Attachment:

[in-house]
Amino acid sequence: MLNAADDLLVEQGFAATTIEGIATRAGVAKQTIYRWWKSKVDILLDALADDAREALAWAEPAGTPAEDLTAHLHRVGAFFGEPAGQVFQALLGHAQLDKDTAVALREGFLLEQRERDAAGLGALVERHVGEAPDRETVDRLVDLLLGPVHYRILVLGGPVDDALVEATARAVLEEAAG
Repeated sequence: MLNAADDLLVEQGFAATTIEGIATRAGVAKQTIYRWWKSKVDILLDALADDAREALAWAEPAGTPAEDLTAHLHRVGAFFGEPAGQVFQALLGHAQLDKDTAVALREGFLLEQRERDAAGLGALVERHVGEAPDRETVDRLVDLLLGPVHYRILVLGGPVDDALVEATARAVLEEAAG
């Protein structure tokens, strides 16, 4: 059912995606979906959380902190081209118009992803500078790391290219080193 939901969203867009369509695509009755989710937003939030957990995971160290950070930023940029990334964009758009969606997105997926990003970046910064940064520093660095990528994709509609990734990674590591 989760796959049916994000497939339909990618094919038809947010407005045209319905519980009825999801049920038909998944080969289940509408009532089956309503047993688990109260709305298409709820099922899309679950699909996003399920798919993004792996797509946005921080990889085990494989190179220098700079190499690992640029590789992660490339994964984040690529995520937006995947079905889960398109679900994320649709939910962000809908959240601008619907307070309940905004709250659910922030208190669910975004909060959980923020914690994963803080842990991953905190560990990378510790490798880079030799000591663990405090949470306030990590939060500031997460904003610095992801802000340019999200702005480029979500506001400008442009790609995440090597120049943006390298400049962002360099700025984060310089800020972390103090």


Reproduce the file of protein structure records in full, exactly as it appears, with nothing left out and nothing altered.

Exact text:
[in-house]
Amino acid sequence: MLNAADDLLVEQGFAATTIEGIATRAGVAKQTIYRWWKSKVDILLDALADDAREALAWAEPAGTPAEDLTAHLHRVGAFFGEPAGQVFQALLGHAQLDKDTAVALREGFLLEQRERDAAGLGALVERHVGEAPDRETVDRLVDLLLGPVHYRILVLGGPVDDALVEATARAVLEEAAG
Repeated sequence: MLNAADDLLVEQGFAATTIEGIATRAGVAKQTIYRWWKSKVDILLDALADDAREALAWAEPAGTPAEDLTAHLHRVGAFFGEPAGQVFQALLGHAQLDKDTAVALREGFLLEQRERDAAGLGALVERHVGEAPDRETVDRLVDLLLGPVHYRILVLGGPVDDALVEATARAVLEEAAG
């Protein structure tokens, strides 16, 4: 059912995606979906959380902190081209118009992803500078790391290219080193 939901969203867009369509695509009755989710937003939030957990995971160290950070930023940029990334964009758009969606997105997926990003970046910064940064520093660095990528994709509609990734990674590591 989760796959049916994000497939339909990618094919038809947010407005045209319905519980009825999801049920038909998944080969289940509408009532089956309503047993688990109260709305298409709820099922899309679950699909996003399920798919993004792996797509946005921080990889085990494989190179220098700079190499690992640029590789992660490339994964984040690529995520937006995947079905889960398109679900994320649709939910962000809908959240601008619907307070309940905004709250659910922030208190669910975004909060959980923020914690994963803080842990991953905190560990990378510790490798880079030799000591663990405090949470306030990590939060500031997460904003610095992801802000340019999200702005480029979500506001400008442009790609995440090597120049943006390298400049962002360099700025984060310089800020972390103090």